The Science of 'San Andreas': The Rock vs. Earthquake Prep
It’s summer, which means it’s time for blockbuster movies featuring the biggest disasters Hollywood can come up with – starting with The Rock versus earthquakes in San Andreas! But the big question: should anything in that movie worry emergency preppers?
For starters, the 9.5 magnitude quake isn’t possible in California, according to seismologist Dr. Lucille Jones, who took to Twitter with her assessment of some of the more fantastical science in the movie. And Paul Giamatti’s earthquake-predictions stay in the realm of fiction, too. “We can recognize that an earthquake’s begun so quickly that we get the information to you before the shaking gets to you,” she told NPR. “That doesn’t give you a lot of warning. Unfortunately, what they’re doing in the movie has really been shown to not work.”
And despite conventional wisdom, you don’t want to be standing in a doorway when a quake hits. “In any modern construction, the doorway’s no stronger than anywhere else and it usually has a door and that door is gonna be flopping back and forth during the earthquake. And we’ve seen a bunch of injuries, people being hit by the door.”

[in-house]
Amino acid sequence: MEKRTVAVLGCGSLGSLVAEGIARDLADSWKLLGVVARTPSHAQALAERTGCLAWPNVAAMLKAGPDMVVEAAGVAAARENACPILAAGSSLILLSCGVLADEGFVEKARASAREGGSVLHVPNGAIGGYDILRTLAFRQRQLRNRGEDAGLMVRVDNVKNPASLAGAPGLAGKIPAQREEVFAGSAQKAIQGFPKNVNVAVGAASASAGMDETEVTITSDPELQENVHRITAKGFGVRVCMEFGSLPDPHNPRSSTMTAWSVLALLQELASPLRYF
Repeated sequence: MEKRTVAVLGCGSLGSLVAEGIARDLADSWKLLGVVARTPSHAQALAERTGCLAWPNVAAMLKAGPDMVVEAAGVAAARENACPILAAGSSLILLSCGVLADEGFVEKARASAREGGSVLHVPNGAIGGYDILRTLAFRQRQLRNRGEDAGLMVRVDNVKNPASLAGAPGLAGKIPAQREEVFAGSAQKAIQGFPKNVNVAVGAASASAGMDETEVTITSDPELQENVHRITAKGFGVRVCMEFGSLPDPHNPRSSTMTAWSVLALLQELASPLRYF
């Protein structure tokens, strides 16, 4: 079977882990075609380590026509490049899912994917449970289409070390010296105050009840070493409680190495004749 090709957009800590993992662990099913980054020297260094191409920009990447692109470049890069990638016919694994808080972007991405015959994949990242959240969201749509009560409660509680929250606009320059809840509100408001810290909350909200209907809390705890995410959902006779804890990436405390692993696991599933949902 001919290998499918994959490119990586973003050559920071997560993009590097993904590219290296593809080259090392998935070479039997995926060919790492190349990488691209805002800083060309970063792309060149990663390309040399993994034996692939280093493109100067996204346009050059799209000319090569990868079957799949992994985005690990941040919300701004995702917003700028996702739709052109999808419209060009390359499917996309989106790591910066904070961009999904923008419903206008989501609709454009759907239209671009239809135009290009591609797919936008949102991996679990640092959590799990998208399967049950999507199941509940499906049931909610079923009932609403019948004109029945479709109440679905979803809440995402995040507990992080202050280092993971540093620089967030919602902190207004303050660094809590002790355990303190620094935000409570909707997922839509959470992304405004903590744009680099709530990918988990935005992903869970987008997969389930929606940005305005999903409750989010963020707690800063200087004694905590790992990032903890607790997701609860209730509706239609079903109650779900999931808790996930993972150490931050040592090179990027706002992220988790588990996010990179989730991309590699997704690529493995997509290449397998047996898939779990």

But the biggest fantasy in the movie: the giant tsunami that towered over the Golden Gate Bridge, ignoring gravity in the process. ““A tsunami is not a cresting wave — it’s a sudden rise in sea level,” she explains. “And it doesn’t turn off gravity: The water flows back in, it doesn’t sit there. What’s most damaging is the current moving in and out.
But there have been some positive results to all the chaos caused in the film: according to TMZ, sales on disaster prep kits have spiked 300% for some online retailers!